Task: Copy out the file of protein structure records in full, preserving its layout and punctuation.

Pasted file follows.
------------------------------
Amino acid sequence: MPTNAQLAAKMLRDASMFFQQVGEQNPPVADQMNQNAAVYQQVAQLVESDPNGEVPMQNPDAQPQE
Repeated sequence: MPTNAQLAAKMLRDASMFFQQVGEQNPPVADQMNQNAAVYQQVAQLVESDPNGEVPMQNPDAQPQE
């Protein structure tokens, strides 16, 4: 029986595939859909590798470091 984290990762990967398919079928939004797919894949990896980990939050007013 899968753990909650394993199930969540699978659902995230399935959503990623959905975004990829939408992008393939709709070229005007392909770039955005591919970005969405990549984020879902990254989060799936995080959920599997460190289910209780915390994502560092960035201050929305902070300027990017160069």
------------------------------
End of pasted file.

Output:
Amino acid sequence: MPTNAQLAAKMLRDASMFFQQVGEQNPPVADQMNQNAAVYQQVAQLVESDPNGEVPMQNPDAQPQE
Repeated sequence: MPTNAQLAAKMLRDASMFFQQVGEQNPPVADQMNQNAAVYQQVAQLVESDPNGEVPMQNPDAQPQE
């Protein structure tokens, strides 16, 4: 029986595939859909590798470091 984290990762990967398919079928939004797919894949990896980990939050007013 899968753990909650394993199930969540699978659902995230399935959503990623959905975004990829939408992008393939709709070229005007392909770039955005591919970005969405990549984020879902990254989060799936995080959920599997460190289910209780915390994502560092960035201050929305902070300027990017160069």